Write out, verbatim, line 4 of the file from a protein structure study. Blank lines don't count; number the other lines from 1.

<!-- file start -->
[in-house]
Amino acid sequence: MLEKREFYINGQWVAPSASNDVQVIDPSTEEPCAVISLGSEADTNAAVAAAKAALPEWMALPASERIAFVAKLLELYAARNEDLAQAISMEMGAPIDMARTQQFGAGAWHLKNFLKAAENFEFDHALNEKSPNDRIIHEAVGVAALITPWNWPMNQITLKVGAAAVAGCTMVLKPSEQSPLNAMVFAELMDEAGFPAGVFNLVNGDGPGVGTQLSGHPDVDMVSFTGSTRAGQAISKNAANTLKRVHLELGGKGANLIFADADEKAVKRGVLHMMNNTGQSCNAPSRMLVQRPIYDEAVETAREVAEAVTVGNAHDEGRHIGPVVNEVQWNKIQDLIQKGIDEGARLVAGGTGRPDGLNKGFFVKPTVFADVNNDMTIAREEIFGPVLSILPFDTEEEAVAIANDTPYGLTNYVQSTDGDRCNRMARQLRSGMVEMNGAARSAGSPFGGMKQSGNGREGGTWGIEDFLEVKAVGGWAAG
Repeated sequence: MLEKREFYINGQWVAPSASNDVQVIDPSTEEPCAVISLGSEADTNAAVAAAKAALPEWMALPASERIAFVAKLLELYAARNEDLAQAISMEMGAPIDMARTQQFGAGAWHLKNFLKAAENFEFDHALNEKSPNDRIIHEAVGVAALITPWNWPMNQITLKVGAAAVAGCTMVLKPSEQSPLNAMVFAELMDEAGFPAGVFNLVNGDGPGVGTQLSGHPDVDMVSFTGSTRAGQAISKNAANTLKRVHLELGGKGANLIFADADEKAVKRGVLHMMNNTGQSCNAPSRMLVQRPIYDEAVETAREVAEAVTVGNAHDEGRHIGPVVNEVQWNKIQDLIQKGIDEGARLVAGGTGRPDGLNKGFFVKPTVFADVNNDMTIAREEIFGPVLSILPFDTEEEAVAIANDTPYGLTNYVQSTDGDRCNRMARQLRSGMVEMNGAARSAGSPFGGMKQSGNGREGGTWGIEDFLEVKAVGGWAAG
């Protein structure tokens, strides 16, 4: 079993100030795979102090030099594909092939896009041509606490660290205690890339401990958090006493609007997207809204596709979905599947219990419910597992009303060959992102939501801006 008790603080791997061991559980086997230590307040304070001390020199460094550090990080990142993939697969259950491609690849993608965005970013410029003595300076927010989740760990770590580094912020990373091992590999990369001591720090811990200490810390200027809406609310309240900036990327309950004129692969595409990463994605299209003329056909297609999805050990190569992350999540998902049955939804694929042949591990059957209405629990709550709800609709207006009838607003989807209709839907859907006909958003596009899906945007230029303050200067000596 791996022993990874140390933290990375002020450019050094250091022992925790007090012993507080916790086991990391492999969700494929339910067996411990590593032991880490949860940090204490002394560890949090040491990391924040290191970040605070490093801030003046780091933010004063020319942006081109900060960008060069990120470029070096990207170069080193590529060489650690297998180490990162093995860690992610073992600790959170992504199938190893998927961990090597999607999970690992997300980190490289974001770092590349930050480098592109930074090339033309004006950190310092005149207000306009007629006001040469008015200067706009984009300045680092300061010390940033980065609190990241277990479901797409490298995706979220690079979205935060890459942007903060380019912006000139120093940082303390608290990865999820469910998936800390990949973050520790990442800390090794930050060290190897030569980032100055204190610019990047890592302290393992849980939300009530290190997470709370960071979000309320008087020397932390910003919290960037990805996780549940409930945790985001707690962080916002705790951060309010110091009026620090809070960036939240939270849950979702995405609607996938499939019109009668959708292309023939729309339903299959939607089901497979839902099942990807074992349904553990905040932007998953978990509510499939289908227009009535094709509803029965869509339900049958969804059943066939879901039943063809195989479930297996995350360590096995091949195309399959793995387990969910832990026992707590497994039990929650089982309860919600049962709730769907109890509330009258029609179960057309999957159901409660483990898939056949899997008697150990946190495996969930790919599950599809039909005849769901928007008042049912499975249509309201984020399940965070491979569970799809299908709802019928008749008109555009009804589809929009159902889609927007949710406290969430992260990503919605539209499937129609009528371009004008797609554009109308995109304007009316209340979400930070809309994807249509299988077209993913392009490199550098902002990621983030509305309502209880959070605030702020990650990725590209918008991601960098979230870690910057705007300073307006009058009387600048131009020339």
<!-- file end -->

């Protein structure tokens, strides 16, 4: 079993100030795979102090030099594909092939896009041509606490660290205690890339401990958090006493609007997207809204596709979905599947219990419910597992009303060959992102939501801006 008790603080791997061991559980086997230590307040304070001390020199460094550090990080990142993939697969259950491609690849993608965005970013410029003595300076927010989740760990770590580094912020990373091992590999990369001591720090811990200490810390200027809406609310309240900036990327309950004129692969595409990463994605299209003329056909297609999805050990190569992350999540998902049955939804694929042949591990059957209405629990709550709800609709207006009838607003989807209709839907859907006909958003596009899906945007230029303050200067000596 791996022993990874140390933290990375002020450019050094250091022992925790007090012993507080916790086991990391492999969700494929339910067996411990590593032991880490949860940090204490002394560890949090040491990391924040290191970040605070490093801030003046780091933010004063020319942006081109900060960008060069990120470029070096990207170069080193590529060489650690297998180490990162093995860690992610073992600790959170992504199938190893998927961990090597999607999970690992997300980190490289974001770092590349930050480098592109930074090339033309004006950190310092005149207000306009007629006001040469008015200067706009984009300045680092300061010390940033980065609190990241277990479901797409490298995706979220690079979205935060890459942007903060380019912006000139120093940082303390608290990865999820469910998936800390990949973050520790990442800390090794930050060290190897030569980032100055204190610019990047890592302290393992849980939300009530290190997470709370960071979000309320008087020397932390910003919290960037990805996780549940409930945790985001707690962080916002705790951060309010110091009026620090809070960036939240939270849950979702995405609607996938499939019109009668959708292309023939729309339903299959939607089901497979839902099942990807074992349904553990905040932007998953978990509510499939289908227009009535094709509803029965869509339900049958969804059943066939879901039943063809195989479930297996995350360590096995091949195309399959793995387990969910832990026992707590497994039990929650089982309860919600049962709730769907109890509330009258029609179960057309999957159901409660483990898939056949899997008697150990946190495996969930790919599950599809039909005849769901928007008042049912499975249509309201984020399940965070491979569970799809299908709802019928008749008109555009009804589809929009159902889609927007949710406290969430992260990503919605539209499937129609009528371009004008797609554009109308995109304007009316209340979400930070809309994807249509299988077209993913392009490199550098902002990621983030509305309502209880959070605030702020990650990725590209918008991601960098979230870690910057705007300073307006009058009387600048131009020339």